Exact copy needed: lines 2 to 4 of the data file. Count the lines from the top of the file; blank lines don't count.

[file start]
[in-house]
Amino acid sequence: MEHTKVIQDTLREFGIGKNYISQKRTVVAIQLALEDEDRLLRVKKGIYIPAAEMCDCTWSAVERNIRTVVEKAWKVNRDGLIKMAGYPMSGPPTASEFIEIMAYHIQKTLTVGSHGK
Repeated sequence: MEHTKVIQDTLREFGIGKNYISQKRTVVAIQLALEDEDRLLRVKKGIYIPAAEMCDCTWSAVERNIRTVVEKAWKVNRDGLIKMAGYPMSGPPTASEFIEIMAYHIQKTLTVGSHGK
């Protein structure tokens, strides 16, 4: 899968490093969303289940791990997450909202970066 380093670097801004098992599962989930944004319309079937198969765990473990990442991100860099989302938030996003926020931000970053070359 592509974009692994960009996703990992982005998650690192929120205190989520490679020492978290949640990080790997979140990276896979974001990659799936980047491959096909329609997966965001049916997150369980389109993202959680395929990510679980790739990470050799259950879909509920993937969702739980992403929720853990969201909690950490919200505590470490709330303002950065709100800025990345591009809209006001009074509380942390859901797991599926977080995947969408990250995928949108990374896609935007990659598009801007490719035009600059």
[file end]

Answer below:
Amino acid sequence: MEHTKVIQDTLREFGIGKNYISQKRTVVAIQLALEDEDRLLRVKKGIYIPAAEMCDCTWSAVERNIRTVVEKAWKVNRDGLIKMAGYPMSGPPTASEFIEIMAYHIQKTLTVGSHGK
Repeated sequence: MEHTKVIQDTLREFGIGKNYISQKRTVVAIQLALEDEDRLLRVKKGIYIPAAEMCDCTWSAVERNIRTVVEKAWKVNRDGLIKMAGYPMSGPPTASEFIEIMAYHIQKTLTVGSHGK
């Protein structure tokens, strides 16, 4: 899968490093969303289940791990997450909202970066 380093670097801004098992599962989930944004319309079937198969765990473990990442991100860099989302938030996003926020931000970053070359 592509974009692994960009996703990992982005998650690192929120205190989520490679020492978290949640990080790997979140990276896979974001990659799936980047491959096909329609997966965001049916997150369980389109993202959680395929990510679980790739990470050799259950879909509920993937969702739980992403929720853990969201909690950490919200505590470490709330303002950065709100800025990345591009809209006001009074509380942390859901797991599926977080995947969408990250995928949108990374896609935007990659598009801007490719035009600059």